Making a pitch for voting

Activists hit the streets in search of people to register for the fall elections


Shannon Barber is working the busy corner of Howard and Lexington streets with a stack of voter registration forms, hawking the political franchise like so much beer at the ballpark.

"You can vote now or cry later. Don't complain about it, be about it," Barber, a tall, slim 25-year-old working for the Association of Community Organizations for Reform Now cries out to folks strolling by during a recent lunch hour.

"What's going on, chief, can I register you to vote - 30 seconds," he says to a young man in a baseball cap.

"Chief" shakes his head, shoots Barber an indifferent glance, saunters by. Ballpark beer might be an easier sell.

It surely would involve fewer tangles with bureaucratic elections machinery, police, security guards and the occasional testy store owner. But primary season is on, so count Barber among the troops of various political affiliations working streets, shopping malls, festivals, doorsteps and phone banks in an effort to expand voter registration around the state.

"It's just a hard thing to do," says Mitch Klein, head organizer of ACORN, a nonpartisan group with about 75 paid voter registration workers in Baltimore City and Baltimore and Prince George's counties. "You have to ask 50 people to find two."

Even if that's just a figurative expression, ACORN's workers are going to have to talk with a lot of people to make their goal of 75,000 new registrations in Maryland this year.

In pursuit of the objective since February, ACORN as of late last month had collected registration cards from nearly 37,000 people - including many low- and moderate-income residents - who "we think should be registered," Klein said.

That leaves nearly 40,000 to be netted from the ranks of the eligible and unregistered in time for the Oct. 17 deadline to register to vote in the Nov. 7 general election. The deadline to register to vote in the Sept. 12 primaries is Aug. 22.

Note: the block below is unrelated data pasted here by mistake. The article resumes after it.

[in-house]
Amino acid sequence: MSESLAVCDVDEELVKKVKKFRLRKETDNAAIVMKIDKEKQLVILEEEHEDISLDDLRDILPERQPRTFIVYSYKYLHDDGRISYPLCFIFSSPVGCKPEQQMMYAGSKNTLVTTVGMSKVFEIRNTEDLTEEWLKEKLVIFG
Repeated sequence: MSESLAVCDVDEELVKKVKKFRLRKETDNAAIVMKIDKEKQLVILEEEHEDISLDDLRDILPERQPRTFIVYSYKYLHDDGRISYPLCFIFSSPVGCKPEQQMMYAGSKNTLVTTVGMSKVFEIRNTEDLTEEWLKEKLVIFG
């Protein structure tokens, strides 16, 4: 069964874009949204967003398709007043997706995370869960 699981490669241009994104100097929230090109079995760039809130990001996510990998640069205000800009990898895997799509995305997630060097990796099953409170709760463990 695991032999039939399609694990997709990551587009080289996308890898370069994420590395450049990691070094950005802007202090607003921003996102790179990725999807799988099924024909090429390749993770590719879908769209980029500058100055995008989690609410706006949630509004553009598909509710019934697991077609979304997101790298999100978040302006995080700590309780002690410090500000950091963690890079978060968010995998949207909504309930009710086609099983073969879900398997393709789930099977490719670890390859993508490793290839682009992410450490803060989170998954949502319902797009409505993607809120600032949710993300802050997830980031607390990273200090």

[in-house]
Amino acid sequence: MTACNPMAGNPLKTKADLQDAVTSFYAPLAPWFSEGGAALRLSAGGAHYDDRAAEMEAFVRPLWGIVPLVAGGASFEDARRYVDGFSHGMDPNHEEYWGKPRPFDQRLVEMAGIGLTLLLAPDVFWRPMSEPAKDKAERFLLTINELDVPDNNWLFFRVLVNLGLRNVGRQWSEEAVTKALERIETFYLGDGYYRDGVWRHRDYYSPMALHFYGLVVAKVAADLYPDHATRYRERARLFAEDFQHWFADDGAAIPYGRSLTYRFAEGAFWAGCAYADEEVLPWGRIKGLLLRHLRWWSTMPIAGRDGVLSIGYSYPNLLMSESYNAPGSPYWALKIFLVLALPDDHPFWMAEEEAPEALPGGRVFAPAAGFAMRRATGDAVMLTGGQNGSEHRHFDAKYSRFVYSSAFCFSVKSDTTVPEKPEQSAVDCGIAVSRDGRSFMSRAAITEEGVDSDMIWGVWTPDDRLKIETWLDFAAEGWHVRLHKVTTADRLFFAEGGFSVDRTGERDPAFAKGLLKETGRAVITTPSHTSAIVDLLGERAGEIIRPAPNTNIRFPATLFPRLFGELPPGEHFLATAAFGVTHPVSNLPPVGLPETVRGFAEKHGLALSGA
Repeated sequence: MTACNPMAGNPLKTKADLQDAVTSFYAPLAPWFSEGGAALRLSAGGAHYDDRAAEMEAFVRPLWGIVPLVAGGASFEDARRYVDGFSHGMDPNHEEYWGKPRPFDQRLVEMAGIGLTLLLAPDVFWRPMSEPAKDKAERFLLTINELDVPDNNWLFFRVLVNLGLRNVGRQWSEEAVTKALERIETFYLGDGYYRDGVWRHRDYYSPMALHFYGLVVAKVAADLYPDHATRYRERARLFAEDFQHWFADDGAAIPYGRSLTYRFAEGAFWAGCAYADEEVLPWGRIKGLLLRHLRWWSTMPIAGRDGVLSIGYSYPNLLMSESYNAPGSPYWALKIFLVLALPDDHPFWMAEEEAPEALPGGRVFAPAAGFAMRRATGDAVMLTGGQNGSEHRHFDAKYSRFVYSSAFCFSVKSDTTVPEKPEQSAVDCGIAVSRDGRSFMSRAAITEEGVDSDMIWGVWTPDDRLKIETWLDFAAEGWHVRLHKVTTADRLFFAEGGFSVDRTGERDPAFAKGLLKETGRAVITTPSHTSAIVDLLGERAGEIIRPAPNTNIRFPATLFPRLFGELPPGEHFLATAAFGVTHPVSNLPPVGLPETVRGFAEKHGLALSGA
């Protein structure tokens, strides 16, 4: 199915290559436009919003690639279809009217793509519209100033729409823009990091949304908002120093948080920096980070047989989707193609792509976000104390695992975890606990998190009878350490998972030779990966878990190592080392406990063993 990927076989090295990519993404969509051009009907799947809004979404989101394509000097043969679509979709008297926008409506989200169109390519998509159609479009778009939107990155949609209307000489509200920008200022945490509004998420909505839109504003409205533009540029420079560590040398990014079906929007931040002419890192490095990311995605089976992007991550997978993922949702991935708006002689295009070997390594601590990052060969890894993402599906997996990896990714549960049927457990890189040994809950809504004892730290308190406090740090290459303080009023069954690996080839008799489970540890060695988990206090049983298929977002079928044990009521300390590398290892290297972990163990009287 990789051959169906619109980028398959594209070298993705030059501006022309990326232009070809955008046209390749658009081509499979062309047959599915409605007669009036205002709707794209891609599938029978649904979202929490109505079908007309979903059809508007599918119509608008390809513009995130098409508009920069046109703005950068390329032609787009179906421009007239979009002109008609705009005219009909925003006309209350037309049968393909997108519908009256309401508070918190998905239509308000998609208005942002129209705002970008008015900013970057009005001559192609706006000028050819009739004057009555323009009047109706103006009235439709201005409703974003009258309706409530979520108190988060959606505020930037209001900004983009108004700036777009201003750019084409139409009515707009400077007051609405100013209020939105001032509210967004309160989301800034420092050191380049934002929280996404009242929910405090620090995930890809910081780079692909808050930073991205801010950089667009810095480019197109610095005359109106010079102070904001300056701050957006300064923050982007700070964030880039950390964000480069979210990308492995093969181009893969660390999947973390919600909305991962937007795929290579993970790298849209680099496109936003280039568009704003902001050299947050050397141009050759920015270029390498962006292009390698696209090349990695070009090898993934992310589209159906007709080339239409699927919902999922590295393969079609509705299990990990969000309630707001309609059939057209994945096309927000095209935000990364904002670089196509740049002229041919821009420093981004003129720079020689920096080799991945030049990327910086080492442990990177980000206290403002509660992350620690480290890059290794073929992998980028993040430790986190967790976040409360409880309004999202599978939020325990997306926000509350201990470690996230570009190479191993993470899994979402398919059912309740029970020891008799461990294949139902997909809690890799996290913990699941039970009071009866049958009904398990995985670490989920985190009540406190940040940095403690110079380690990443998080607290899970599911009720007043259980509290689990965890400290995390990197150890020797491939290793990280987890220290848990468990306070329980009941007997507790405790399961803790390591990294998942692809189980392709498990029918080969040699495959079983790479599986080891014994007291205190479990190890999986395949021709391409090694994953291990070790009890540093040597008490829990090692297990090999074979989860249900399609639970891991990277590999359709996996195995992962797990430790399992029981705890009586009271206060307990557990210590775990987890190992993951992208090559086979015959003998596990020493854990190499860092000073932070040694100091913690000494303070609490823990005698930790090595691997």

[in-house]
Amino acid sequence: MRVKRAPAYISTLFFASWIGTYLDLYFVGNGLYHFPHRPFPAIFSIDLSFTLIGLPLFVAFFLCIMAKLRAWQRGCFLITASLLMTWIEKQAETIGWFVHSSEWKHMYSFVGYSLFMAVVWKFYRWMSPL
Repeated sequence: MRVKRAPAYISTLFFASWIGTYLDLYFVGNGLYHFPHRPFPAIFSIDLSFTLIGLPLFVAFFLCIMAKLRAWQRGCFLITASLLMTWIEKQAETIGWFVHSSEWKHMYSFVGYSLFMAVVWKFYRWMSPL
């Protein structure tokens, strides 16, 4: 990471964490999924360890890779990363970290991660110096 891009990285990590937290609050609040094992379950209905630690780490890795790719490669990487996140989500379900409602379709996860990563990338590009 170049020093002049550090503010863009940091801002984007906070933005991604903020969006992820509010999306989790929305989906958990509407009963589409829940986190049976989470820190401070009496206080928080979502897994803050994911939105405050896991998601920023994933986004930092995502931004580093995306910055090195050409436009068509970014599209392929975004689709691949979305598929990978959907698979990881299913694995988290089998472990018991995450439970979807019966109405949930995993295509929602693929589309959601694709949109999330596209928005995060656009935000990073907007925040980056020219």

No precise figure on the number of eligible but unregistered voters in Maryland is available, but the difference between the U.S. Census estimate of the number of Marylanders 18 or older and the state's registered voter total is about 1.1 million. That's about one of every four residents 18 or older.

For nonpartisan groups such as ACORN, and for the political parties themselves, the stakes involved in persuading some of those Marylanders to become voters are high.

The 2002 election - which resulted in a victory for a Republican gubernatorial candidate for the first time in more than three decades - was instructive and energizing for both major parties and other interest groups.

The GOP sensed a chance to build on a historic victory and create a viable two-party system by attracting more voters to its cause.

Democrats said they learned that they could not take their near-monopoly status for granted, and promised to get back to basics by registering more voters and luring them to the polls.

Neither side has gained much ground in four years.

In November 2002, when Robert L. Ehrlich Jr. defeated Kathleen Kennedy Townsend, there were 2.7 million registered voters in the state. Fifty-six percent were Democrats, and 30 percent were Republicans.

Since then, voter rolls have grown to 3 million as of April, the result of new residents and newly registered voters, according to the most recent statistics available on the state Board of Elections Web site. Democrats make up 55 percent of the total, and Republicans constitute 29 percent.

"The needle has not moved since Ehrlich became governor, and that is a surprising, empirical fact," said Thomas F. Schaller, a University of Maryland, Baltimore County political science professor.

It's unclear how those newcomers might participate in the electoral process, political experts say. Some new registrants might turn out to be active voters. But others who are only reluctantly signing up to get on voter rolls likely are less involved in partisan politics, and have fewer ties to candidates and ideas, said Donald Green, a Yale University political science professor who has studied voter turnout efforts.

"I don't think that there are any clear answers to the question of the voting preferences of new voters, other than the fact that they, as a group, tend to have weaker partisan attachments than long-standing voters," Green said in an e-mail response to a question from The Sun. "This fact means that they tend to be more swayed by short-term forces in a campaign, such as the candidates' personal attributes and the salient issues in a race."

Republicans say they are trying not only to add voters, but also to persuade registered Democrats and independents to switch parties. Under Maryland law, only voters registered in a party can vote in that party's primaries.

"Voter registration is something we always do and we continuously do, whether there's an election or not," said state GOP spokeswoman Audra Miller, noting particular gains in Harford and Baltimore counties.

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